There is a youth movement taking over baseball.
It doesn’t take more than a glimpse at the promotions put out by MLB and the latest cover star of the league’s most popular video game franchise to see the new wave of talent already leaving its mark.
And it’s not just talk. These young players are delivering like never before. In particular, it’s been the 22-year-old players who are playing at another level. The trio of Padres shortstop Fernando Tatis Jr., Blue Jays first baseman Vladimir Guerrero Jr. and Nationals outfielder Juan Soto have helped make this the best year for 22-year-old hitters in the history of the sport as each has posted an MVP-caliber season in 2021.
What makes this year so much different than others? Let’s take a look.
Baseball’s aging curve
Young players take time to adapt, and old players start to slow down. That’s how it is in every sport, and baseball is certainly no exception.
There are maybe some people concerned that the former No. 1 overall prospect in the game, Rays phenom Wander Franco, is only slashing .266/.327/.443 in his first taste of MLB action at age 20. Those same people might have been concerned when Guerrero posted a .272/.339/.433 slash line at the same age. Hitting takes time to pick up at the big-league level, which is why younger players don’t often hit the ground running.
From age 27 to 35, with the exception of age 32, batters have posted a weighted average of 102, indicating the peak years of performance. If you want to look simply at average OPS+ — not accounting for plate appearances — 29- and 30-year-olds are tied for the highest at 102.
That means that for all the young hitters out there excelling now, their peak is likely still to come. Mike Trout has been one of the best players in the game since he was 20 years old, but he didn’t really start hitting his peak until he was 25, with his 198 OPS+ as a 26-year-old so far representing his best season. Bryce Harper has posted his third- and second-best seasons to date as a 27- and 28-year-old, respectively, with his best campaign coming in his 2015 season when he was 22.
What could that mean for this year’s 22-year-old stars? It could be the start of something special, given what they’ve done.
2021’s class of 22-year-olds
There have been 17 players in the big leagues who have logged at least 10 plate appearances this season at age 22. Obviously, there are the top three who are runaways. But don’t sleep on Akil Baddoo of the Tigers and Dylan Carlson of the Cardinals, both of whom have enjoyed standout campaigns in their own right.
And while the overall number of 22-year-olds in this year’s group doesn’t match some earlier years, the combined production relative to the league has made it the best in baseball history.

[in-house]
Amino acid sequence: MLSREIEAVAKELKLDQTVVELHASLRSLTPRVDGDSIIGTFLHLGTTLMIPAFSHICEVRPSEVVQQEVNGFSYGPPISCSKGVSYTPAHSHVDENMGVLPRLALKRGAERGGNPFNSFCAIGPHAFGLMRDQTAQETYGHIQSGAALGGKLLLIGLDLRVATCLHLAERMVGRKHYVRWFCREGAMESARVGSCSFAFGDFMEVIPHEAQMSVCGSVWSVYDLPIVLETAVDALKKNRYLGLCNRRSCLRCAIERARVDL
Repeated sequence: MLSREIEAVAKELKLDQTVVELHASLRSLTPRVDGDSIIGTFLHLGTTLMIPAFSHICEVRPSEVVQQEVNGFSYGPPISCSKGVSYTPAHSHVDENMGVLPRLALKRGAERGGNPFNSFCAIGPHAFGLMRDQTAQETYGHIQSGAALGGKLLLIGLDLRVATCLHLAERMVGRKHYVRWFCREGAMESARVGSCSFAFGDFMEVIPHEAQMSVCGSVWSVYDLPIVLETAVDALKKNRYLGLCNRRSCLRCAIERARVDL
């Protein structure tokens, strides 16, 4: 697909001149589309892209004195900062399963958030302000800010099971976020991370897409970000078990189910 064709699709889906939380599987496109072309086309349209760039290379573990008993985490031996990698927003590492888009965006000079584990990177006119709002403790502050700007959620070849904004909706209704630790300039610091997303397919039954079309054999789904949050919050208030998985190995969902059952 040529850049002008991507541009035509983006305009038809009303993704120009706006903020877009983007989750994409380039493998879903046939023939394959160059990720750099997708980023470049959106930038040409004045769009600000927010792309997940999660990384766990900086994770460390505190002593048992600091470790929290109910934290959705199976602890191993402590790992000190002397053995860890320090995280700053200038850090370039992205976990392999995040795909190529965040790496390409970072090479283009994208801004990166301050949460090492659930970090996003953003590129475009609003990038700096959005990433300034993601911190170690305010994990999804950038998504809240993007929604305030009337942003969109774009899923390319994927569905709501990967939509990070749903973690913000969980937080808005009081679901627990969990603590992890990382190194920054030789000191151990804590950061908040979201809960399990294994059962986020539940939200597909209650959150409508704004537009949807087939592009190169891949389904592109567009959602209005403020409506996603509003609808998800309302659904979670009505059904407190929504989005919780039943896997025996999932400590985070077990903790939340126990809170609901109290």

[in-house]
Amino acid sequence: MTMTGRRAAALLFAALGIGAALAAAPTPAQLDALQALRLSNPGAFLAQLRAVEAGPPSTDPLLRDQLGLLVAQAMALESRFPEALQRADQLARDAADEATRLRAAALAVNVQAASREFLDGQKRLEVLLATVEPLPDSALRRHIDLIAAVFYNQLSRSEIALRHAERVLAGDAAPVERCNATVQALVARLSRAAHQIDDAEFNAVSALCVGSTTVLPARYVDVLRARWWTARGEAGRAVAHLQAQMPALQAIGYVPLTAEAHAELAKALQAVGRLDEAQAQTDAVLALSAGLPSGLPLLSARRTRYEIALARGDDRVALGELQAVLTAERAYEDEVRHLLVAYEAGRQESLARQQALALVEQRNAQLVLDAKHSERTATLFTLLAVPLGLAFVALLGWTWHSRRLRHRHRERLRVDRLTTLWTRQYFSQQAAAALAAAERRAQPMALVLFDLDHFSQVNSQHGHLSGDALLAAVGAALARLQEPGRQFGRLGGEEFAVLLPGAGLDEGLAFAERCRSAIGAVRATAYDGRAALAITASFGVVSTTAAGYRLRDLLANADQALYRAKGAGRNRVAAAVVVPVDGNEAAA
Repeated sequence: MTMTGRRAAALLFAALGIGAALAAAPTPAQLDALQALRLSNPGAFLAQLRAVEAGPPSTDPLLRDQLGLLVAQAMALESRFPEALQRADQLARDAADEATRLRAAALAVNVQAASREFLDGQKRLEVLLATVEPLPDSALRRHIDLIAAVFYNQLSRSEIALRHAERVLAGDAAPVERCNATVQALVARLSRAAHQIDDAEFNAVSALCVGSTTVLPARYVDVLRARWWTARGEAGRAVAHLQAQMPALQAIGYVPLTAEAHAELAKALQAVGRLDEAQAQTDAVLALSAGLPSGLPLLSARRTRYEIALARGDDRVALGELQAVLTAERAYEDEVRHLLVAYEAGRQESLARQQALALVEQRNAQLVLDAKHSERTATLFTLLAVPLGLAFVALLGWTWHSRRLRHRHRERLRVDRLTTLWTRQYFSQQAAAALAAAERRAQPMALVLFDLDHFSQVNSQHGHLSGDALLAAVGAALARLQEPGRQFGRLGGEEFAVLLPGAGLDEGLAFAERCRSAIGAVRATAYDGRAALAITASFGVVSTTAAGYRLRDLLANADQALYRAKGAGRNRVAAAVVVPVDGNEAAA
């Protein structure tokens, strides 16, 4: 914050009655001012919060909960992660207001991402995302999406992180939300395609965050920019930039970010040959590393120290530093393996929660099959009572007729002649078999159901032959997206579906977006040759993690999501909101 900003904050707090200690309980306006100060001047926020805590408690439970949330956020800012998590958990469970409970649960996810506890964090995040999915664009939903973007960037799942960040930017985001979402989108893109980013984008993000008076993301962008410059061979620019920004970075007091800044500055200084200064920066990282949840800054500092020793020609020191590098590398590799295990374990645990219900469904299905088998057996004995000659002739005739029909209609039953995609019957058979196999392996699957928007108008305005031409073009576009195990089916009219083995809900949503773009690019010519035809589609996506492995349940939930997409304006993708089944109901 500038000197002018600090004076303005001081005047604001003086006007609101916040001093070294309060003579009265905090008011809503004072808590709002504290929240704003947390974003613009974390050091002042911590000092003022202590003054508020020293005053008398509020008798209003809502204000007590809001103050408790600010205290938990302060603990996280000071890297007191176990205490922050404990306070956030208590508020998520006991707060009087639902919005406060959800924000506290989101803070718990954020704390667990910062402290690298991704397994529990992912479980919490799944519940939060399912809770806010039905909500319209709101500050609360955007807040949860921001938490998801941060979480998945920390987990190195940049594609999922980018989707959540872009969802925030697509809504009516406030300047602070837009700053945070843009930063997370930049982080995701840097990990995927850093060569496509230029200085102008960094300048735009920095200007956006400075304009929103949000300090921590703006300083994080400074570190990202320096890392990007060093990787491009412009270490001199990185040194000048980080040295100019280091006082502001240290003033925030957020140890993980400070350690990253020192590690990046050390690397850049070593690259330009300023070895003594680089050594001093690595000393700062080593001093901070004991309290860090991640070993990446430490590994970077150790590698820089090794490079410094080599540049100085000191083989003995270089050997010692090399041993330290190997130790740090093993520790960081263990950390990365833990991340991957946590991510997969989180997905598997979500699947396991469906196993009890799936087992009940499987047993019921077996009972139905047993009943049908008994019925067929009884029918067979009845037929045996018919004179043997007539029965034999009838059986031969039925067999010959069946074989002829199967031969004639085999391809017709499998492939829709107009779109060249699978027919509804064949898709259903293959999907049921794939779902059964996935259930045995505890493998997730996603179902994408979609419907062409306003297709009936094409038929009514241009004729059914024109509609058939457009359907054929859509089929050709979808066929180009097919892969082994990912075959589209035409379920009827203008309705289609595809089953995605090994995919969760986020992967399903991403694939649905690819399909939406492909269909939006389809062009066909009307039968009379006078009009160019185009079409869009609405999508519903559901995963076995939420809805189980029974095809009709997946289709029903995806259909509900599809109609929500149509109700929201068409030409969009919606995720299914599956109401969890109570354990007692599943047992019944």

The class has combined to post a 125 OPS+, which is the best combined OPS+ of any group of 22-year-olds in a single year. This season’s 22-year-olds have also posted a higher OPS+ than any other sub-34-year-old age group in baseball history. In 1961, Norm Cash, Al Kaline, Roger Maris and Roberto Clemente led a strong group of 26-year-olds. The combined OPS+ for 26-year-olds that year? 117. Yeah, this year’s 22-year-old stars are so good that they’re out-hitting an age group that featured Maris’ 61-homer season.
While Carlson, Baddoo and other young players have had standout campaigns, we’re focusing on Tatis, Guerrero and Soto. Tatis is the favorite to win the NL MVP, so long as he can stay healthy the rest of the season, and Guerrero would be the runaway AL MVP favorite if not for the historic nature of Shohei Ohtani’s 2021 campaign. Only eight players in MLB history have won an MVP during their age 22 season: Harper, Trout, Willie Mays, Hal Newhouser, Cal Ripken Jr., Stan Musial, Johnny Bench and Vida Blue. None of the players reached this peak until later in their careers.
Even putting aside the award talk, what these three have done in general this season is impressive. Tatis (179), Guerrero (170) and Soto (166) make up the top three in OPS+ among all qualifed batters in 2021 even ahead of Harper (163) and Ohtani (163). Only Ted Williams in 1941, Harper in 2015 and Musial in 1943 led the league in OPS+ at 22, and never has the top three been entirely comprised of 22-year-old hitters during the live ball era.
All-time best individual seasons by 22-year-olds
If a player is having a standout season at 22 years old, it bodes well for the rest of his career.
Among Hall of Famers from the live ball era, the average age for the first year in the majors is 21.02 years old. Only 29 of the 147 players played their first season in the majors after age 22. That doesn’t mean that everyone who debuts at 22 is destined for Cooperstown, but it goes without saying that if you’re finding success at that age, your chances of continued success go up.
Take a look at the only players in the live ball era with an OPS+ over 160 at 22 with at least 350 plate appearances.
Five of the nine are in the Hall of Fame. Harper seems like a good bet to make the Hall. Trout is a lock. Yordan Alvarez is still young, but the track record of DH-only hitters getting in is not great.
We’re not saying that Tatis, Guerrero and Soto are guaranteed to make the Hall of Fame; they are 22 years old and have a long way to go. But let’s also not take for granted the impact these young players are having on the sport. They’re the best in baseball. And they’re here to stay for a long time.
All stats are updated as of Aug. 25, and average OPS+ numbers by age do not include park factors.
Source: Read Full Article